Hurricane Nicole made landfall along the east coast of Florida early Thursday morning, leaving at least five people dead and millions in damage in its wake.
But even though Nicole is a shell of its former self, the system will bring soaking rain and gusty winds to the Northeast through Saturday.
The National Hurricane Center said the center of Nicole moved onshore Thursday at 3 a.m. Eastern just south of Vero Beach, Florida. Nicole was packing maximum sustained winds of 75 mph, making it a Category 1 hurricane on the Saffir-Simpson Hurricane Wind Scale.
Shortly after making landfall, Nicole was downgraded to a tropical storm as it began to weaken over the Florida Peninsula. It later weakened to a tropical depression over the southeastern U.S. on Thursday evening.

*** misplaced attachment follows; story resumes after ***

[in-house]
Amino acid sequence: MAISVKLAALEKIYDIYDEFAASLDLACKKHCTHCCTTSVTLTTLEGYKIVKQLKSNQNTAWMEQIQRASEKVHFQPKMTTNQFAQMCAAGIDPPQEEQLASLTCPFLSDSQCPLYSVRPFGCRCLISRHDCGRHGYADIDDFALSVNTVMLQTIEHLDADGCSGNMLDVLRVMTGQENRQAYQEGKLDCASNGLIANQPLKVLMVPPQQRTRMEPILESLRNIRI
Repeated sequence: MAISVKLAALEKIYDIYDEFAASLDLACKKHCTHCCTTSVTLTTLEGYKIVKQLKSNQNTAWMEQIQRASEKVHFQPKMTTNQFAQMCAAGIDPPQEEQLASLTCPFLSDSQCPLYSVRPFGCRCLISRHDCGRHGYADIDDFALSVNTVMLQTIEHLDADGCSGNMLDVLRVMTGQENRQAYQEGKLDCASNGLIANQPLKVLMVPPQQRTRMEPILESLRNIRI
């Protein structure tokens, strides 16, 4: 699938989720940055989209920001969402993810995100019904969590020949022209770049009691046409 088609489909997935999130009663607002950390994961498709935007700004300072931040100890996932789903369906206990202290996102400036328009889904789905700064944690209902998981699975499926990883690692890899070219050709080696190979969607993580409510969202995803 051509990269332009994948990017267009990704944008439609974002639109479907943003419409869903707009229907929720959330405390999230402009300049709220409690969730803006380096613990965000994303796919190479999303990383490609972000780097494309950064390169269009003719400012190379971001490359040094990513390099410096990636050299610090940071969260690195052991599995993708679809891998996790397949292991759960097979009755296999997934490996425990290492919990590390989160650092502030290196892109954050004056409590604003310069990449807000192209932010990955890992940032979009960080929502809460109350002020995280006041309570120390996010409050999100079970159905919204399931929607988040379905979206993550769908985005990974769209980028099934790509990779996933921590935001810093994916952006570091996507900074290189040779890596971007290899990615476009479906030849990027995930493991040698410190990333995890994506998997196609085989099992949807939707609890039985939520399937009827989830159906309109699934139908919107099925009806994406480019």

The Yankee hurricane of 1935 was the last time a hurricane made landfall in November along the east coast of Florida. Hurricane Kate of 1985, which came ashore Nov. 21 along the Florida Panhandle, was the last November hurricane to make landfall anywhere in the U.S.
Homes destroyed by surf, hundreds of thousands in the dark
At least five deaths in Florida have been blamed on Nicole.
Officials at the Orange County Sheriff’s Office said two people were electrocuted by a downed power line early Thursday in Orlando, Florida.
Two others were killed in a car crash on the Florida Turnpike.
A fifth person went unconscious while trying to ride out the storm on a yacht in Cocoa Beach, Florida, and later died at a hospital.